Everything you read in this poem is true. The poem is dedicated to Kenny Kershaw, a bloke I first met some years ago while pig shooting on an outback property in western New South Wales. One of the greatest characters I have ever known. All men find themselves a victim of their own circumstance, as did Kenny. He lived his life as he lived it and made no apologies for it. Everyone who knew him just called him Kak or ‘Kaks’.
Pronunciation of place names and other relevant terms:-
Gilgunnia – Gil-gun-ya,
Tooheys- A brand of beer
Carton- A slang term for a box of beer.
Over many years I’ve wandered and I’ve often stopped and pondered,
On reflection, at the characters I’ve met,
Who break the vast monotony of the kangaroos and botany,
In the outback, with it’s crimson silhouette.
He was somewhat quite symbolic of the classic alcoholic,
Either way, his life was full of tales,
And we never really minded for the laughter he provided,
He had a heart the size of New South Wales.
He was care-taking a station where he gained his reputation,
Near ‘Gilgunnia’, along the Kidman track,
He arrived without a penny and was introduced as Kenny,
Those of us who knew him called him Kak.
My very first encounter with this somewhat down and outer,
Saw him sponging our tobacco and our beer,
At either night or morning when the sun was down or dawning,
Like a genie from a bottle he’d appear.
He lived in stark surrounding of filth and mice abounding,
With spider webs and soot for his décor,
And battled for a dollar in this dank and lonely squalor,
Where the fleas and roaches duelled upon the floor.
The weekly Monday ritual was the sight of the habitual,
Mailman, with his ready made supply,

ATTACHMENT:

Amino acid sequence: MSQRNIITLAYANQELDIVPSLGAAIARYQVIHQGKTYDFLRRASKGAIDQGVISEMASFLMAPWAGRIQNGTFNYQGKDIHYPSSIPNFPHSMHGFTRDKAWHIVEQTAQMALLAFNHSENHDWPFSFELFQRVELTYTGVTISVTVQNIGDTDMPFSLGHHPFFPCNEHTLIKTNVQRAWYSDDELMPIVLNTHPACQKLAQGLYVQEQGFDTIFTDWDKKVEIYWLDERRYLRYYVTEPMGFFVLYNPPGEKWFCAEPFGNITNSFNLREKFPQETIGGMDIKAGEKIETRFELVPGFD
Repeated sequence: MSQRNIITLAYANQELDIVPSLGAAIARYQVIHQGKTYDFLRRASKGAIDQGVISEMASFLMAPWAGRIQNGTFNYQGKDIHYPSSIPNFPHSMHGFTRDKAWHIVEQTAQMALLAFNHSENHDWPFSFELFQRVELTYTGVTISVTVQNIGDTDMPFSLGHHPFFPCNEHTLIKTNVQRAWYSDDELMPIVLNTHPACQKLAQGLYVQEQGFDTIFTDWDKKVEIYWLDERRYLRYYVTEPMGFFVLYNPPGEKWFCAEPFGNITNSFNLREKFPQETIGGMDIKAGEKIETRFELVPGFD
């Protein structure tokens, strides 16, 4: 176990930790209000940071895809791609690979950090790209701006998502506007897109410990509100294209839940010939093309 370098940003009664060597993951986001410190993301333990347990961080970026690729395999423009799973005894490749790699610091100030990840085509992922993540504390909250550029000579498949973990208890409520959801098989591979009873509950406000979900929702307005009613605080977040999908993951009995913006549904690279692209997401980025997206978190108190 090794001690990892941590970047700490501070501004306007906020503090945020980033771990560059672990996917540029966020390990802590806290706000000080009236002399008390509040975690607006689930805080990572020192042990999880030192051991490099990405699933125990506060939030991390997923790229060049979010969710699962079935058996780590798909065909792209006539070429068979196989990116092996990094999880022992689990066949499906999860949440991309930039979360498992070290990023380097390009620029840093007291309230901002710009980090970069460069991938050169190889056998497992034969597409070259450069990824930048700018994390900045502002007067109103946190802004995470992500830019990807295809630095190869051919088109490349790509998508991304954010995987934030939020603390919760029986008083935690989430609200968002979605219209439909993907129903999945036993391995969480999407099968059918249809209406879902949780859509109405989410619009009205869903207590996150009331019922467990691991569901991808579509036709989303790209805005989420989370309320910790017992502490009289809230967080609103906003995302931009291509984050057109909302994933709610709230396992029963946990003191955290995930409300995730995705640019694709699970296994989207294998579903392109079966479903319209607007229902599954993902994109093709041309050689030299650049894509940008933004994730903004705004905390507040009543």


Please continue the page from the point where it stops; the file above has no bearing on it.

Who’d bring the liquid fare, and was equally aware,
That within a day or two he’d drink it dry.
Sometimes when really lonely, he would venture to the only,
Hotelier, the pub in Nymagee,
But his smell could overpower so they’d make him take a shower,
On arrival, lest the other patrons flee.
Some local farming neighbours looked upon him for a favour,
While away, to watch out for their spread,
To their somewhat stunned derision he had made a large incision,
In their wine supply, then ‘flaked it’ in their bed.
A savage urination after gross intoxication,
In a bedroom, of the Nymagee Saloon,
Left the owners tongue a cracking, and Kenny promptly packing,
For the journey, home to ‘Wilkerboon’.
In a drunken type meander, he sought the old verandah,
On a building, on the other side of town,
That night while he was sleeping, a fire started creeping,
From his cigarette, and burnt the building down.
This old and lonely hermit never worried for a permit,
Or a licence, to drive a motor car,
And his rusty old caboose wasn’t registered for use,
On the road, as other motors are.
For the long and thirsty hike, nursing on his motor bike,
Was a carton, from the Nymagee hotel,
But he crashed out near ‘Glengarry’, and he had no way to carry,
It’s contents, so he drank them where they fell.
He named us in his own, distinctive gravelly tone,
‘Wooden-spooners’, cos we always stirred the pot,
But he loved the room divided and the arguments provided,
Always grateful, for the company he got.
Each year upon returning he’d have the fire burning,
To welcome us, with dinner on our plates,
And we’d listen to his news, and speak our point of views,
The ‘flat foot’, with my other shooting mates.
He had no solid savings, he lived upon the shavings,
From the government, to fund his meagre life,
Yet he’d find a way to pay, and never turn away,
From anyone, he thought was in some strife.
A year or two elapsed, when we heard he had collapsed,
And passed away, several months before,
With a ‘tooheys’ and a smoke this lonely hearted bloke,
Left us, and was gone forevermore.
He taught me I believe, to give and not receive,
I never fully realised at the time,
That you reap the barren soil in the manner that you toil,
And judgement is the benefit of the grime.
Our friendship is to me, what it meant to he,
Mateship isn’t easy to explain,
It seems clearer everyday, ever since he passed away,
And hopefully, I’ll meet him once again.
© Steven Smith 14 July 2001